The Supreme Court has categorically remarked that orders of postponement should not disturb the content of the publication and such orders would only be appropriate in cases where the balancing test otherwise favours non-publication for a limited period. The Hon’ble Court elucidated the requirement of the doctrine by observing that

when there is no other practical means that is capable of avoiding the real and substantial risk of prejudice to the connected trials, postponement orders safeguards the fairness of such trials.’

Critics of the verdict predict that the judgment will lead to harassment of media persons and that it would create serious problems and opens the floodgates for the high and mighty to seek virtual censorship. However, in order to preempt any inference of its verdict as an attempt to suppress freedom of the media, the Apex Court while indoctrinating in the aforestated case has already made its views on the importance of media’s role clear. The Court has acknowledged that the media, in several cases in India, is the only representative of the public to bring to the notice of the court issues of public importance including governance deficit, corruption, drawbacks in the system. It has been further clarified that by setting forth the doctrine the Court is not passing a blanket order, rather the concerned Courts shall be free to deal with each application on a case by case basis. It is equally noteworthy that, this is not the first time that the Supreme Court has favoured the principle of postponement. In several instances in the past it has allowed prior restraint on publication and has thereby asserted that such an approach on its part is neither unwarranted nor unjustified.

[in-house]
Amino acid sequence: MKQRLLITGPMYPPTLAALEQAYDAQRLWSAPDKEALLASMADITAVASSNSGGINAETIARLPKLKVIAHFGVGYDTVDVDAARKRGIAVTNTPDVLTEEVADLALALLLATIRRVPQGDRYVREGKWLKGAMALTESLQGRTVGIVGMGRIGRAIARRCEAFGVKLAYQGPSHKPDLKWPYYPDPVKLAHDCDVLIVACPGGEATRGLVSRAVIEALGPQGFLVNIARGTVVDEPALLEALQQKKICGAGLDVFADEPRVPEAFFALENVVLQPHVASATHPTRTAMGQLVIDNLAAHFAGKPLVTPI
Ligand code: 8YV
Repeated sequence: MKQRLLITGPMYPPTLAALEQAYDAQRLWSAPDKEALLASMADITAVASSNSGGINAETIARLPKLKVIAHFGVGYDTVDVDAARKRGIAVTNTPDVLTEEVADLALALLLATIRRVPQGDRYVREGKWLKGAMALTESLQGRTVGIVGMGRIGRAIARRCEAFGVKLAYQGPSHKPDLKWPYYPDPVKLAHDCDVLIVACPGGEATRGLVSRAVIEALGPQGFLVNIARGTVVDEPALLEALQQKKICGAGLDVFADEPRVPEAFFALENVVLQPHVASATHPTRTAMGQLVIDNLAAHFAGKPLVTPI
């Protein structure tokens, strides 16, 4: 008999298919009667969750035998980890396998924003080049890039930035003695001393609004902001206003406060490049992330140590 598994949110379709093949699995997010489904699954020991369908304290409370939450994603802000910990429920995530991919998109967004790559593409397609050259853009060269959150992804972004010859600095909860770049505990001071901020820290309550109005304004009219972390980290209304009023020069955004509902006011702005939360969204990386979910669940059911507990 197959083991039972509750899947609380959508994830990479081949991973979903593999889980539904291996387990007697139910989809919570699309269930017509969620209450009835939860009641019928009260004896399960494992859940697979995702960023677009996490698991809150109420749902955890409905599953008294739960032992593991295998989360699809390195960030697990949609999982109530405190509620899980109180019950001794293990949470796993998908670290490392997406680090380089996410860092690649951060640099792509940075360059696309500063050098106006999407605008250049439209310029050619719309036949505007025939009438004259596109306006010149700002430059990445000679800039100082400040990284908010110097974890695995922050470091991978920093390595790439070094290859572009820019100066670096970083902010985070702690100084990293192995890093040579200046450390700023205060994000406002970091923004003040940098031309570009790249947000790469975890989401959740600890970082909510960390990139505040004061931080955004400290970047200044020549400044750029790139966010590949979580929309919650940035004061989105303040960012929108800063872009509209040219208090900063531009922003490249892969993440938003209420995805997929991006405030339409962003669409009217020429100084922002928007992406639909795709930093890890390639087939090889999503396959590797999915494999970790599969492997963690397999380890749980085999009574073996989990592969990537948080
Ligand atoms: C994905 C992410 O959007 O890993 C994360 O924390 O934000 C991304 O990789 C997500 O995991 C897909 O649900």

A fair and unbiased media is indispensable in our country. It has in its own way served as a check against the corrupt and stood guard against exploitation of the vulnerable. Incidental to such purport and objective of its function, the media must necessarily carry with it the inherent right to freedom of speech and expression, guaranteed by our Constitution. However, unlike in the United States of America where freedom of expression is absolute under the First Amendment, in India freedom of speech and expression is not absolute and it is subject to reasonable restrictions. It’s high time the media realized the necessity of such a limitation keeping in mind the principles discussed and directions laid down in Sahara India Real Estate & Ors Vs Securities & Exchange Board Of India & Anr . It must also remember that playing to the gallery may maximize media's immediate commercial gains but slowly yet surely it’ll stand bereft of the support and admiration of the right minded people and that would be a barter the media cannot afford to make. Reinforcing the foundation of our democracy involves according due weight to both – right to free speech and expression on one hand and the effective administration of justice by ensuring fairness of trials on the other - a valued rule required to be remembered by all concerned.


  1. Invaluable post it is Anupam Ji. There is nothing to disagree in it.

    1. Glad you'd something to take away from it. Thank you.

  2. A very insightful post on the over involvement of the fourth estate leading to adversities more often than not and the chest thumping attitude that the channels gloat in breaking the news first on their respective channels - truly a bane in the contemporary era at the risk of nation's safety and the privacy of individuals.

  3. Couldn't agree more with the issues highlighted in this blog!

  4. One should not forget that Right after the publication is not assured.Right to publish should have reasonable restriction.Wonderful piece of work.I like that..

    1. Thank you for your insightful comment Sir.